Mitt Romney looks set to romp to victory in the Nevada caucus Saturday, cementing his position as Republican presidential frontrunner four days after his crushing Florida win.
Despite a wobble this week with a gaffe about America’s poor, opinion polls give the former Massachusetts governor a huge 20-25 point lead over his rivals in the Western battleground state.
But there is no sign that any of his three opponents, led by former House speaker Newt Gingrich, plan to throw in the towel as the candidates prepare to head to the next state poll in Colorado, another Western state.
The main question seems to be how big Romney’s share of the vote is in Nevada ─ which has a large community that shares his Mormon faith ─ and some say anything less than 50 percent could be seen as a disappointment.
“They’re basically competing against expectations now: can he do better than 50 percent, which is about what he got four years ago?” said David Damore, politics associate professor at the University of Nevada, Las Vegas.
“Everybody knows he’s going to win, it’s about how big he wins, and how much of the vote he gets,” he told AFP.
A survey commissioned by the Las Vegas Review-Journal and 8NewsNow showed Romney with 45 percent support compared with 25 percent for Gingrich, 11 percent for former US senator Rick Santorum and nine percent for US Representative Ron Paul of Texas.
Romney is aiming for a third win over his nearest rival Gingrich, as the two wrestle to be the Republican Party’s challenger in the November elections against Democratic President Barack Obama.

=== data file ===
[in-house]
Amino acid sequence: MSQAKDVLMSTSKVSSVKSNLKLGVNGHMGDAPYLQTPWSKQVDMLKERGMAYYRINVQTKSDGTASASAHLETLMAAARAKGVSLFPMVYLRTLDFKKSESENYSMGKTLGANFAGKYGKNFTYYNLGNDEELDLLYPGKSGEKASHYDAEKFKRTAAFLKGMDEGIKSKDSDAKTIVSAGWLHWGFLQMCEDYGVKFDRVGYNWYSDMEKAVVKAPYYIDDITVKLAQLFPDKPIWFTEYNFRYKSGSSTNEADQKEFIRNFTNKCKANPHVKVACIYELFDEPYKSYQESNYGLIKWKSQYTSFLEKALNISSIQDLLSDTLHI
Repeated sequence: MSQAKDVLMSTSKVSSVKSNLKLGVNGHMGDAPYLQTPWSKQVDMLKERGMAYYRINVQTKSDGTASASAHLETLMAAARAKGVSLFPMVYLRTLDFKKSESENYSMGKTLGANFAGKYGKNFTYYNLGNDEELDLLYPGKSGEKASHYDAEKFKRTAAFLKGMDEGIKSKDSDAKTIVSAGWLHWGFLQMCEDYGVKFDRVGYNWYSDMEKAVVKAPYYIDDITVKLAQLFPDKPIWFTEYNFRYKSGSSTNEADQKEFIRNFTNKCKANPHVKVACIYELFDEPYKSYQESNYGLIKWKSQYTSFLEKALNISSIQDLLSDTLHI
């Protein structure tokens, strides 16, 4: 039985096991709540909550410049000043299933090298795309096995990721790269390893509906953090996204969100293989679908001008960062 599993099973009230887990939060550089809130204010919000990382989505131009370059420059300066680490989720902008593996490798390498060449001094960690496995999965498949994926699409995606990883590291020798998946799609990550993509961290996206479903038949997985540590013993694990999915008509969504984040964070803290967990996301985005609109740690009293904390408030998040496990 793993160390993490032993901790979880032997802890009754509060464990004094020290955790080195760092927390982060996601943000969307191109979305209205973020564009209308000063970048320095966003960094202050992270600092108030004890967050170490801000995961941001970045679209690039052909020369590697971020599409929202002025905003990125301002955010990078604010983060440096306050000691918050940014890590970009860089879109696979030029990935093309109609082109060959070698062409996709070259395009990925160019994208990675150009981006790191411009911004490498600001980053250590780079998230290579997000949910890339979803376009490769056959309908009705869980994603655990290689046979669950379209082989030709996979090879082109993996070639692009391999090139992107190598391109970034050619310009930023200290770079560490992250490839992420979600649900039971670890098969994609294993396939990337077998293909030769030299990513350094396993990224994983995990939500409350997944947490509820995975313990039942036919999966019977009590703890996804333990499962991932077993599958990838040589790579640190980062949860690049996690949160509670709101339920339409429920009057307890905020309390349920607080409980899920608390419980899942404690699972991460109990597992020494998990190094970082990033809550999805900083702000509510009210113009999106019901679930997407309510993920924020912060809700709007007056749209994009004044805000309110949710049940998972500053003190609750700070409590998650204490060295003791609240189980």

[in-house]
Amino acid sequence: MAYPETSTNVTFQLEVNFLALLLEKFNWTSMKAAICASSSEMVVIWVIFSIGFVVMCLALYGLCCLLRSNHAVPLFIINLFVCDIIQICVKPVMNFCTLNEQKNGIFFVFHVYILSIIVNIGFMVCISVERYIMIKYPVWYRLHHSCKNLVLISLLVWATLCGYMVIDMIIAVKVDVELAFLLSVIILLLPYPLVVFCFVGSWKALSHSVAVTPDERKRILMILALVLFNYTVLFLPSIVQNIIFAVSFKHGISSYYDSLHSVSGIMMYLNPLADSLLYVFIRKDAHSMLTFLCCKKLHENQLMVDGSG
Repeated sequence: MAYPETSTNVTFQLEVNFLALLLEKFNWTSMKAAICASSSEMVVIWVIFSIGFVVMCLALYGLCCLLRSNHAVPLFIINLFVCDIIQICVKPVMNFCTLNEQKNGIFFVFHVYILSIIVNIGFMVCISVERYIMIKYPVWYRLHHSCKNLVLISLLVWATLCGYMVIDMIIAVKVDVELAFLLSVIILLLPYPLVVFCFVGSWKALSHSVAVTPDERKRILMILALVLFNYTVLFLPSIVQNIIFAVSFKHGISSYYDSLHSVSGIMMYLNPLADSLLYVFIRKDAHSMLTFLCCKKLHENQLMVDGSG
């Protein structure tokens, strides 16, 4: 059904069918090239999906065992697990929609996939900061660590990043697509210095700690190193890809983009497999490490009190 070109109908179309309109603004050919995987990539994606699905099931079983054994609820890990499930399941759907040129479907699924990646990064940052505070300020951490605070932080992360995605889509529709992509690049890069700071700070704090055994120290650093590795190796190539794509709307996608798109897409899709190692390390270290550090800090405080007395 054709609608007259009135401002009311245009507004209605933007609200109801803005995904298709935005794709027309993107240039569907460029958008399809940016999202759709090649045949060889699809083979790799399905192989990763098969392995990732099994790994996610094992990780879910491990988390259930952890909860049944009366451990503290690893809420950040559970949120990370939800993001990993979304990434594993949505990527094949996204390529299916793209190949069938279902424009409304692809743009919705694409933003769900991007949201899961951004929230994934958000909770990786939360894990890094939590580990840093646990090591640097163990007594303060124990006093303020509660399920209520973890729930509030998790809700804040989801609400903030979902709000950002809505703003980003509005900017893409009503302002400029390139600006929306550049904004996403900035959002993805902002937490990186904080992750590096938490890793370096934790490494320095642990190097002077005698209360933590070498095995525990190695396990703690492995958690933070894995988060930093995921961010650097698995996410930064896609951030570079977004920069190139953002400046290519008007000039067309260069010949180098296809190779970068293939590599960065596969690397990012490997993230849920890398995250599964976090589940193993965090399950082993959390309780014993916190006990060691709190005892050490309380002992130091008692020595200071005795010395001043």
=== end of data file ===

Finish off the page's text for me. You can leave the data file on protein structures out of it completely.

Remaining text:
After triumphs in New Hampshire and Florida, Romney has cemented his position at the front of the pack and a new poll predicted he would win with 50 percent to Gingrich’s 25 in Nevada.
But a series of gaffes has dented Romney’s image and led to accusations that he is out of touch with ordinary voters, after the multi-millionaire said this week he was “not concerned” about poor Americans who he said have a safety net.
“I misspoke, plain and simple,” Romney acknowledged to CNN on Friday.
But Gingrich on Friday renewed his attacks on the frontrunner for the slip in an eve-of-caucus rally in Las Vegas.
“Governor Romney is trying to recover from his boo boo,” he said to laughter and whoops from supporters at a music bar in the desert gambling city.
The former Massachusetts governor also raised eyebrows after he released tax filings showing he earned $20 million from his investments in 2010 and paid just 13.9 percent in taxes ─ a lower rate than many struggling Americans.
The January jobs report released Friday also exceeded expectations, adding 243,000 net jobs. The U.S. jobless rate ─ now down to 8.3 percent, a nearly a three-year low ─ could give Obama a welcome boost if the trend continues.
Romney welcomed the jump in new jobs, but charged that Obama was still to blame for the nation’s economic sluggishness.
“Unfortunately, these numbers cannot hide the fact that President Obama’s policies have prevented a true economic recovery. We can do better,” said the multi-millionaire investor.
Romney, 64, came second in the first Republican contest in Iowa, then swept the second contest in New Hampshire before Gingrich, 68, thumped him in the South Carolina primary in mid-January.
On Thursday, Romney won the endorsement of real estate mogul and celebrity TV star Donald Trump, who briefly flirted with a presidential run last year.
But the former Massachusetts governor appears to still have trouble cementing his conservative base.
“That’s my main holdback,” said Dave Zimmerman, a Reno-area resident, after hearing Romney’s speech. “I’m afraid he might try to defend Obamacare, for one thing. It is based on his health care” law in Massachusetts.
In his last pre-caucus rally Friday night in Henderson, south of Las Vegas, Romney sought to buoy up supporters gathered in a pizza restaurant parking lot.
“Vote tomorrow, get out there, thanks you guys!” he said at the end of a 10-minute version of his stump speech, before they dispersed into the chilly desert night air.